And seemingly every cycling discipline, era, and region is represented:
Indeed, if you're a lifelong bike lover there's undoubtedly something in here that will stir some long-dormant longing from your childhood, and for me it was this green Haro Master in mint condition:
Bernard Hinault's jersey may have been hanging right beside it, but that was just a run-of-the-mill schmatta next to the bike of my adolescent dreams.
Alas, while I did have a Haro, it was merely the modest FST model:
One can imagine how much more successful I'd have been in cycling and in life if only I'd had access to the Master.
Of course, anybody can fill a building with a bunch of old bike stuff and call it a museum, but what makes Classic Cycle's museum truly great is:
1) The exhibit is incorporated into the merchandise, so it feels less like a museum and more like the world's most interesting bike shop;
2) The delightful curatorial flourishes of Paul (co-owner, along with Jaime), seen for instance in his presentation of this azure relic:
Which sports a notable accessory:
And of course Classic Cycle is a living, breathing bike shop (one of America's best according to the National Bicycle Dealers Association) as well as a museum, but even in that respect there's a sense of history, for in addition to new bicycles they also sell restored and/or updated classic bikes:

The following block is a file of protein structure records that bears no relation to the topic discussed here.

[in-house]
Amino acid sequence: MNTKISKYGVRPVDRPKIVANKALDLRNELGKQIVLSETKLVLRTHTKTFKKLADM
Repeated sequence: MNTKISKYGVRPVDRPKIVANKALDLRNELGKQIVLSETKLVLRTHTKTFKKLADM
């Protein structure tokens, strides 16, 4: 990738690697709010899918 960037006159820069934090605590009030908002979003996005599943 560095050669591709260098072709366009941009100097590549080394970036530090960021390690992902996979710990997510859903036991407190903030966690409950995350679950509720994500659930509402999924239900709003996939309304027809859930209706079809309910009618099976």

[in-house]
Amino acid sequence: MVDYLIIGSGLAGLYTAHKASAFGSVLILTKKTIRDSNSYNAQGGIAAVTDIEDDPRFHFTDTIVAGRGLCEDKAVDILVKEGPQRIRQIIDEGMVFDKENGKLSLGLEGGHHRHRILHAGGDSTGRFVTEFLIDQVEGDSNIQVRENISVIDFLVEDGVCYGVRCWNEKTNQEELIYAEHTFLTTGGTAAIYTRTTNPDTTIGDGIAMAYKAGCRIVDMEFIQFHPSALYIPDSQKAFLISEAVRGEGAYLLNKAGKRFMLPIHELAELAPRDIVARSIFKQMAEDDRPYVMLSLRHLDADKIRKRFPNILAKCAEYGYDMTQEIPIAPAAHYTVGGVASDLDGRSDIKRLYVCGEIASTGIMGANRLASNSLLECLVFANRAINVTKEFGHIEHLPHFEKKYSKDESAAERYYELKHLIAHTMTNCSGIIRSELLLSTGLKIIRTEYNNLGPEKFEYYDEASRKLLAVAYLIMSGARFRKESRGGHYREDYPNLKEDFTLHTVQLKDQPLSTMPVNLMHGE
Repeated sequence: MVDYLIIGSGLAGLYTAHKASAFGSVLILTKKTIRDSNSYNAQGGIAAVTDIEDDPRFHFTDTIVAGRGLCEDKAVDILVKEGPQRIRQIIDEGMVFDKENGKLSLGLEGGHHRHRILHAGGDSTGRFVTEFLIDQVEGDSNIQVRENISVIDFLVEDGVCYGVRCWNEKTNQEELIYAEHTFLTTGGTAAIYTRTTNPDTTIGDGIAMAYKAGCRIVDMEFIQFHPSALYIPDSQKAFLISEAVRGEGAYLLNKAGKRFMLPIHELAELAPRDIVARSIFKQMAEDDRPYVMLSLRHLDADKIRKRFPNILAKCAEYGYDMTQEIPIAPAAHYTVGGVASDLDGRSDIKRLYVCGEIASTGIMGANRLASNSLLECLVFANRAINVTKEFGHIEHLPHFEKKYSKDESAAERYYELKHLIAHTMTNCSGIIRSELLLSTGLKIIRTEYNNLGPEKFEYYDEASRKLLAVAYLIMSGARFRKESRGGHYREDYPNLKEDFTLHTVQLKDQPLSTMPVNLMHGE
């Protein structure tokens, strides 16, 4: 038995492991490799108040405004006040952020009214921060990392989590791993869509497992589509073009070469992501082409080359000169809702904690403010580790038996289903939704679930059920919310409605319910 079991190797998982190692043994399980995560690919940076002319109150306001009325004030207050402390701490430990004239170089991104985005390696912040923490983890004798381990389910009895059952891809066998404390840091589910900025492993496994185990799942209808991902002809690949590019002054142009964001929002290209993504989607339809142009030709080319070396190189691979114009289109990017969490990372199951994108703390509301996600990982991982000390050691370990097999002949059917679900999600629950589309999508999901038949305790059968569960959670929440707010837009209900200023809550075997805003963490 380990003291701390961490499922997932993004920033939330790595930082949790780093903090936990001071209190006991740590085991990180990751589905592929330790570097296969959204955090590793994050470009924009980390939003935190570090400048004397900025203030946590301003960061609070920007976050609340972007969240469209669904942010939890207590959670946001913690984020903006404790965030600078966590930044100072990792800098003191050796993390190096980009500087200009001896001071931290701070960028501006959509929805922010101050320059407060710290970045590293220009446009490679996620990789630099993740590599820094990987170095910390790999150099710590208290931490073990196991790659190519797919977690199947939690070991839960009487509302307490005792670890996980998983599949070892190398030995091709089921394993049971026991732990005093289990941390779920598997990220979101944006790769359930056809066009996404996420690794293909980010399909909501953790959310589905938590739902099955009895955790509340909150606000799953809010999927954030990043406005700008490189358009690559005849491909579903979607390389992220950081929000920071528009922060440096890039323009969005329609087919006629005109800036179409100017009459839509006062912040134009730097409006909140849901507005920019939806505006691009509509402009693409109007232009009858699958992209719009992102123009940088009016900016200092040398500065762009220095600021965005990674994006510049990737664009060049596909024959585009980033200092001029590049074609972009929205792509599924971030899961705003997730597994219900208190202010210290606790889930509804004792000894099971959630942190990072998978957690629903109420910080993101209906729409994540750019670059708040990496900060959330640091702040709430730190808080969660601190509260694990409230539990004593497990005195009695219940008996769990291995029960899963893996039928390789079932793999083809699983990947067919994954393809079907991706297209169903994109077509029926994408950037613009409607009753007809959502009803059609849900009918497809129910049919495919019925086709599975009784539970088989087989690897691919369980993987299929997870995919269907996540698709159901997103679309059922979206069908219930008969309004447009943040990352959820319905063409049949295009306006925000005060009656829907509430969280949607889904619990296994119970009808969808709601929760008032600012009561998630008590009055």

Not to mention the finest in cycling literature:
I can only hope that one day I too warrant such a lengthy disclaimer:
In any case, my visit to Classic Cycle was over far too soon, for I had to return to the mainland. But if you find yourself in Seattle and you don't make a side trip to Bainbridge Island to visit the bike museum then you should probably spend an hour our two staring into a light box because you may already be experiencing the first symptoms of Seasonal Affective Disorder. Just make sure to brush up on your knots first:
Sign the guest book if you go, and tell Paul and Jaime I said hi.